|William Wirt Gilmer|
|24th Naval Governor of Guam|
December 21, 1919 – July 7, 1920
|Preceded by||William A. Hodgman|
|Succeeded by||Ivan Wettengel|
|22nd Naval Governor of Guam|
November 15, 1918 – November 22, 1919
|Preceded by||Roy Campbell Smith|
|Succeeded by||William A. Hodgman|
|Died||January 8, 1955|
|Alma mater||United States Naval Academy|
|Service/branch||United States Navy|
|Commands||USS South Carolina|
William Wirt Gilmer (died January 8, 1955) was a United States Navy Captain who served as both the 22nd and 24th Naval Governor of Guam. A graduate of the United States Naval Academy, he commanded the USS South Carolina during World War I, for which he received the Navy Cross. During his two terms as governor, he proved one of the most contentious leaders in Guam's history. He exercised a large amount of control over islanders' daily lives, including banning whistling and smoking and setting up a curfew. He came into conflict with prominent Americans and Washington Naval leaders when he outlawed marriage between whites and non-whites on the island, believing the Chamorro people inferior. Eventually, concerned islanders gained the attention of Secretary of the Navy Robert Coontz, who had Assistant Secretary of the Navy Franklin D. Roosevelt personally order the rescinding of the act. Gilmer was removed for a short time before serving a second term.
During his second term, he continued making numerous edicts, eventually equaling 50 separate orders. He required all men over sixteen to carry identification cards, partially in an effort to wipe out the Spanish naming customs of adopting both the mother's and father's name. Seen as autocratic and abusive of his power, the Navy ultimately removed him from the post in 1920. A number of geographical features in Alaska, as well as a school in North Carolina, are named after him, largely during an expedition that he took part in to explore parts of the Alaskan islands.
During World War I, he commanded the USS South Carolina, for which he received the Navy Cross. He retired with the rank of Captain after resigning his commission. Gilmer died on January 8, 1955.
Gilmer served two terms as Naval Governor of Guam. His first term lasted from November 15, 1918 to November 22, 1919. A month before he arrived, Guam experienced an outbreak of influenza, and though he set up quarantine zones upon taking command, the pandemic lasted through December, with nearly a thousand dead.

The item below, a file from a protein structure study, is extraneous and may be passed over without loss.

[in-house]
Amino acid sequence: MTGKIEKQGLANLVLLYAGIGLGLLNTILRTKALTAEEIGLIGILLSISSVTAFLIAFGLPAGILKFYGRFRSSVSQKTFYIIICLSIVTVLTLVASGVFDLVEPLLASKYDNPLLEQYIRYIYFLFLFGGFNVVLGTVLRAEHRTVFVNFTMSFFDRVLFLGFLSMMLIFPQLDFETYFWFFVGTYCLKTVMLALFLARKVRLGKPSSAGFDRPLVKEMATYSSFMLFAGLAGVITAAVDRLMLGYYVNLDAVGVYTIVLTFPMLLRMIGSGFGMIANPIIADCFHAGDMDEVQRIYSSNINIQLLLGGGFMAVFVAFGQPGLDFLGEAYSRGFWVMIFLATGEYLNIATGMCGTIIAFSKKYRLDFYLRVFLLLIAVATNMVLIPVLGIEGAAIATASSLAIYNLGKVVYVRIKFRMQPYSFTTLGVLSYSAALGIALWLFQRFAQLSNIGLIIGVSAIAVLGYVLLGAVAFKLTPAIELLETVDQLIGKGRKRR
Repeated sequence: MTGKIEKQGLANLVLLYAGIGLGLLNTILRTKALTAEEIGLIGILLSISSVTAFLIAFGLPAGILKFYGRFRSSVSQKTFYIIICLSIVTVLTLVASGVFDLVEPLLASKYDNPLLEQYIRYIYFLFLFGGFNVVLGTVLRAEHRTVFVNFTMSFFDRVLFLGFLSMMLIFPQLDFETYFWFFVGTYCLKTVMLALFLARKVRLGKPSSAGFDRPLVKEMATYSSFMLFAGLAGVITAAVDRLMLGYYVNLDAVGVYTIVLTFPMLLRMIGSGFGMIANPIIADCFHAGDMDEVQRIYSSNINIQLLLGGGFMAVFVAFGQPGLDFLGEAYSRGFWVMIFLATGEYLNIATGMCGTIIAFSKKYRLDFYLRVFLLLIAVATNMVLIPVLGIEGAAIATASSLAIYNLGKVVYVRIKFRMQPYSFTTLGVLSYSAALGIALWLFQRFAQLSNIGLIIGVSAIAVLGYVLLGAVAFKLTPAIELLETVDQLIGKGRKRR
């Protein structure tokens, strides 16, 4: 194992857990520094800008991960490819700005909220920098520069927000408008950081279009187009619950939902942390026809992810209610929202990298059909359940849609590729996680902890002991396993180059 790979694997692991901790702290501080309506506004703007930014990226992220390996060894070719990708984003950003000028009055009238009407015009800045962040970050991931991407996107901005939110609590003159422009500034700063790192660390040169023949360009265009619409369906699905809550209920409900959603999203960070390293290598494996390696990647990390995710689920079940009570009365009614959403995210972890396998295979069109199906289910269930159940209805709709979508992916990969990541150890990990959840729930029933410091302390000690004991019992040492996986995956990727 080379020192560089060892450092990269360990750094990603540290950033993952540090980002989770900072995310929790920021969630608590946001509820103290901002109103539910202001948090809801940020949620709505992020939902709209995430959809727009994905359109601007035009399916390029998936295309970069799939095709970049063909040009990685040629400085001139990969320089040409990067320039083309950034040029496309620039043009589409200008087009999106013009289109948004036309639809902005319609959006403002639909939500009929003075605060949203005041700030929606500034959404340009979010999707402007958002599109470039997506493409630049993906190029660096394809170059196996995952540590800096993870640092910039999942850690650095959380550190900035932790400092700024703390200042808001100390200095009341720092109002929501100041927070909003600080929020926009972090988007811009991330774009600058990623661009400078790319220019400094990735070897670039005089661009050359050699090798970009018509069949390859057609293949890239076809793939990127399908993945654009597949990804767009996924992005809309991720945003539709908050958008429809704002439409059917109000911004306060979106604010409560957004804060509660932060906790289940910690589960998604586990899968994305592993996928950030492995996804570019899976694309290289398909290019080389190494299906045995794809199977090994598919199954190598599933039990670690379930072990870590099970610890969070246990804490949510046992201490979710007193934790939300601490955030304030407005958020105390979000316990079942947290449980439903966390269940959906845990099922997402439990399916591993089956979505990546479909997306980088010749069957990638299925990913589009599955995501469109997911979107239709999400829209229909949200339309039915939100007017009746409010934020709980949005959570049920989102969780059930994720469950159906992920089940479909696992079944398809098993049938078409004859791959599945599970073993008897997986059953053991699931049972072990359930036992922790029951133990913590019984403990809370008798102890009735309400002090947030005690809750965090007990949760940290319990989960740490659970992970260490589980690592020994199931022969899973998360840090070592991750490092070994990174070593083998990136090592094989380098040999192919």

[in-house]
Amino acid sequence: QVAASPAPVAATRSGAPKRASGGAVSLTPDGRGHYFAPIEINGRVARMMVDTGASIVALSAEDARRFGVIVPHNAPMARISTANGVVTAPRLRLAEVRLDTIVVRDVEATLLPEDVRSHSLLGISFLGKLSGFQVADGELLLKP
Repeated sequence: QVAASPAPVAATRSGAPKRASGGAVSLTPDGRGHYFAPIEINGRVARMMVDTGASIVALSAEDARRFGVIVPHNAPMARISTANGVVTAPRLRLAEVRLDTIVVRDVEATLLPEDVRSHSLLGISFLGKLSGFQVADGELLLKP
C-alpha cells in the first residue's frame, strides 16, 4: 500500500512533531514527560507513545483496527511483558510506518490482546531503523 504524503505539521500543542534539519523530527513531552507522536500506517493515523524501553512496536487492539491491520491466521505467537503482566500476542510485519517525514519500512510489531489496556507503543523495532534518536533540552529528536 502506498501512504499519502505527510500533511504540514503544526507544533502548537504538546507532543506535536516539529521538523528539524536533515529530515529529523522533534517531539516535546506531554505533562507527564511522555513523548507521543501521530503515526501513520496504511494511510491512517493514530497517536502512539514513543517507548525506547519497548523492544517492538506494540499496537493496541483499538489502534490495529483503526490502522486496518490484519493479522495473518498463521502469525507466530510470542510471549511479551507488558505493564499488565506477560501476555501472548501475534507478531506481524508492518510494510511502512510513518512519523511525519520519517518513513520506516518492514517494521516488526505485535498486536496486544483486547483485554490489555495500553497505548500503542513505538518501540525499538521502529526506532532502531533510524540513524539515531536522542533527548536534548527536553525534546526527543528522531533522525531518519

Gilmer's administration proved very controversial as he exercised a large amount of control over the activities of the island's inhabitants. He outlawed alcohol, smoking, and whistling. Further, he forbid any parties that lasted after 10 p.m. In an effort to curtail the growing rat problem, Gilmer forced all residents to either deliver the heads of five rats or a tax of twenty-five cents to the government every month.
Gilmer came into conflict with prominent American families on the island and stateside naval officials. He issued an order that forbade any white American from marrying a Chamorro or Filipino spouse, arguing such marriages created a new class that "wields a powerful influence" and caused servicemen to leave the navy and fall under the influence of native religions. A committee of forty-two prominent Guamanians signed a petition against the order, and the Legislature of Guam formally objected to the order. Gilmer attempted to justify his order to the committee in 1919 by claiming that "if a man in the United States marries a woman of any other color, he sinks immediately to the level of his wife." James H. Underwood, postmaster of the island, wrote directly to officials in Washington, D.C. to protest the move, as many Americans had already married Chamorros. He eventually obtained a meeting with the Chief of Naval Operations, former Guam governor Robert Coontz, and soon after Franklin D. Roosevelt, then Assistant Secretary of the Navy, personally wrote to Gilmer and ordered the law revoked, allowing whites to again marry Chamorros and Filipinos. He was relieved of duty soon after the incident.
Gilmer returned for a second from December 21, 1919 to July 7, 1920. In March 1920, Gilmer began requiring that all men sixteen and older obtain a cèdula personal, essentially an identification document issued by the government. These documents were used to interact with the government during matters like tax payment, land transfers, birth certification, and anything in the court system. At the same time, these documents were meant to discourage the Guamanian practice of using Spanish naming customs, in which a person used the father's last name, followed by the mother's maiden name, and forced the western custom of using the father's name as the last name upon the people.
Throughout his two terms, he issued over 50 orders, many of them later viewed as autocratic, and increased the use of the death penalty exponentially, which had only been used once before during America's occupation of the island before him.
Eventually, Gilmer was removed from office after many of his orders were seen as abuses of power and embarrassing to the Navy. After his removal from his post, Gilmer resigned his Navy commission.
In Fletcher, North Carolina, a parochial elementary school administered by the Seventh-day Adventist Church, Captain Gilmer School is named after him. The school's name was changed to "Captain Gilmer School" in 1950 after Gilmer gave $2000 for the construction of an additional classroom and two bathrooms.
Gilmer Bay on the western shore of Kruzof Island was named after him in 1897, while he was a lieutenant. As an ensign, he served in an exploration party, during which Gilmore Cove on Partofshikof Island was named after him.
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